A venture to this state park is on the must-do list for many, the park being the only spot in North America where you can dig for diamonds and other gemstones and keep your finds.
Who can picture the 1960s without Peter Max?
Max's psychedelic colors, billowing lines and images of peace and love and rock and roll are the iconography of an era.
But the artist didn't go the way of bell bottoms. He kept painting, and his free lines — the ones that created portraits of popular icons such as Bob Dylan, Mick Jagger and Paul McCartney — took on freedom's themes, capturing Lady Liberty, the American flag and American presidents. For Arkansas's favorite son, Max created an official poster for the 1993 Clinton Inauguration, artwork for the Clinton Presidential Center opening and a painted globe for the Clinton Global Initiative.
Now comes the “Peter Max Paints America” exhibit to the Clinton Library. The exhibit, of 250 works by Max — including the globe — opens Presidents' Day, Feb. 16, and runs through May 25.
Exhibited along with Max's work will be the winning entries in the “Peter Max Paints America Coloring Contest,” which the library is sponsoring for students in grades pre-K through 12. Winners will receive a signed Peter Max poster as well as a spot on the walls of the Clinton Library.
Max's design for the coloring contest — as well as more information on the exhibit — will be revealed in a special section in the Feb. 12 issue of the Arkansas Times. The special section will also include a coloring form for kids. They've got until March 28 to put their era's own stamp on things.
Hearne Fine Art is leaving the River Market district at the end of the month to set up shop in a new building at 1001 Wright Ave. Construction should be complete by June, Garbo Hearne, who owns the gallery with her husband, Dr. Archie Hearne, said. Part of the new space will be a doctor's office.
The gallery will include a frame shop, book store and gallery of work by African-American artists, just as it does now. It will offer affordable fine art as well as high-end pieces. Hearne plans an early masters exhibit there in the future, a show that would include 19th century artist Henry Ossawa Tanner, early 19th century artist Edward M. Bannister and others.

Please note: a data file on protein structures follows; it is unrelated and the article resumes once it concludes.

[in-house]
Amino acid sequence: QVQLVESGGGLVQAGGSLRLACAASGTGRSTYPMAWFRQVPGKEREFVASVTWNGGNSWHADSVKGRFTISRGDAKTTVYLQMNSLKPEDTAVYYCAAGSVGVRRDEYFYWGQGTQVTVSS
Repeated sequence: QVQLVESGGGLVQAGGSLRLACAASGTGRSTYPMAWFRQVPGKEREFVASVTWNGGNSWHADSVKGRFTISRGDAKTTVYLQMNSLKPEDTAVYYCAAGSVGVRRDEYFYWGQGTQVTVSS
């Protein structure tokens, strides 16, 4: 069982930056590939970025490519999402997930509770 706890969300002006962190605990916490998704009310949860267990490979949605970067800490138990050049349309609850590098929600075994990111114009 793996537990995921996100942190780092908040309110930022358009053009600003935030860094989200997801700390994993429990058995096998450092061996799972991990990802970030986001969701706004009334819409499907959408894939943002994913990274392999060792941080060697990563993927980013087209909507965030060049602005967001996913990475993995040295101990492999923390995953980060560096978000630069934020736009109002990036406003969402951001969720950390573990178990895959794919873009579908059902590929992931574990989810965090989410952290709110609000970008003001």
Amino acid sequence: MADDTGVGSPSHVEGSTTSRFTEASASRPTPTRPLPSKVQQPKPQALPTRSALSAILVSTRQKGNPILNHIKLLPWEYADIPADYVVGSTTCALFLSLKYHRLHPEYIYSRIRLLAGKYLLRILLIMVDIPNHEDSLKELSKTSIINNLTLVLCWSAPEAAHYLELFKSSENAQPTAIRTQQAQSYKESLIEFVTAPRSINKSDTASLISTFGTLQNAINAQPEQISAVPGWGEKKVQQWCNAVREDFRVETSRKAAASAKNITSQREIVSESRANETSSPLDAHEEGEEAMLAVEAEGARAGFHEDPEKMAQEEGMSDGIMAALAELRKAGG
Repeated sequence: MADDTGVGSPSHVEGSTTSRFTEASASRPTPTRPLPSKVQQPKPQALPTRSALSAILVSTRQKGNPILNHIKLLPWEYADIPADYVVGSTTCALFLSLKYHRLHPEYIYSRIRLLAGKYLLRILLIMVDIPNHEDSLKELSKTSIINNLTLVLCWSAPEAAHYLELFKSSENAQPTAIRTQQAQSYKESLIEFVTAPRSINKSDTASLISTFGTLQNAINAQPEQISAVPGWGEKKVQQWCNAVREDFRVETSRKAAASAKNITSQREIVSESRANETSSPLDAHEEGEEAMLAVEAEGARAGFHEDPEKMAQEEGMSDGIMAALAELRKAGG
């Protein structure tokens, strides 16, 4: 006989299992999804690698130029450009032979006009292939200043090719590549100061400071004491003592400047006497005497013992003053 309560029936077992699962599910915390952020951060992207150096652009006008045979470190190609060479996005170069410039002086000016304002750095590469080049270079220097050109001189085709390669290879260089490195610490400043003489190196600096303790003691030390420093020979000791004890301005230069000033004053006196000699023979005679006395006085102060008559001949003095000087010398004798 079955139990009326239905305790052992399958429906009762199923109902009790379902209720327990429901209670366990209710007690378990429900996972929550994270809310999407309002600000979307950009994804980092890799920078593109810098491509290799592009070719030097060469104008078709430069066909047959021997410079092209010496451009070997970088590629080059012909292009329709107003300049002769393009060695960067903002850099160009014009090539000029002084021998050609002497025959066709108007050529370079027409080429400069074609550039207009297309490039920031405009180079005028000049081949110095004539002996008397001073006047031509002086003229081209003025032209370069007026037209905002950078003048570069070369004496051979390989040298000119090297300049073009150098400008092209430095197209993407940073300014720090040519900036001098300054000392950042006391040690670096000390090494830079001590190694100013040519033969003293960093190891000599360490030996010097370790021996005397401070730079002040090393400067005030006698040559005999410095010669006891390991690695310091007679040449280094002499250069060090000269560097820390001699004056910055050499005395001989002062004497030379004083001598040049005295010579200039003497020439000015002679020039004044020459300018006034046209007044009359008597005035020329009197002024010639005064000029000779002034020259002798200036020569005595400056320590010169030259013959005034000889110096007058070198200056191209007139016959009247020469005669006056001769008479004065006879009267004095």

Hearne said she and her husband chose the neighborhood location because “if we don't build up our own communities, who will?” The new space will also have parking, which isn't easy to come by in front of the Museum Center, the gallery's home until Feb. 21.
The Museum Center space will be closed temporarily until Feb. 12, as Hearne prepares for the National Black Fine Art Show in New York. It will reopen Feb. 13 for 2nd Friday Art Night. Books and decorative art will be on sale through the following week. A groundbreaking ceremony at the site of the new gallery is set for noon Feb. 21.
Bob Workman, Crystal Bridges Museum's executive director since 2006, announced last week he is resigning the position. He will remain at the museum until the end of 2009, but a national search for a new director is under way.
Workman told the Times that he was proud of the work he's done to date with the museum's organization, collections and construction — he was consultant and project manager prior to taking the director's job — but he didn't want to make the time commitment the director's job will require when the museum opens its doors in 2010. He also said he looks forward to the opportunities the museum presents, which sounds like he may have future business plans connected to the museum. He said he planned to stay in Bentonville.
Alice Walton has so far invested more than $250 million in the construction of and collection for the museum, which should open next year. Given the state of the arts in the current economy and the pay — Workman was paid $228,800 in 2007 — applications for the director's job should start coming in by the truckload.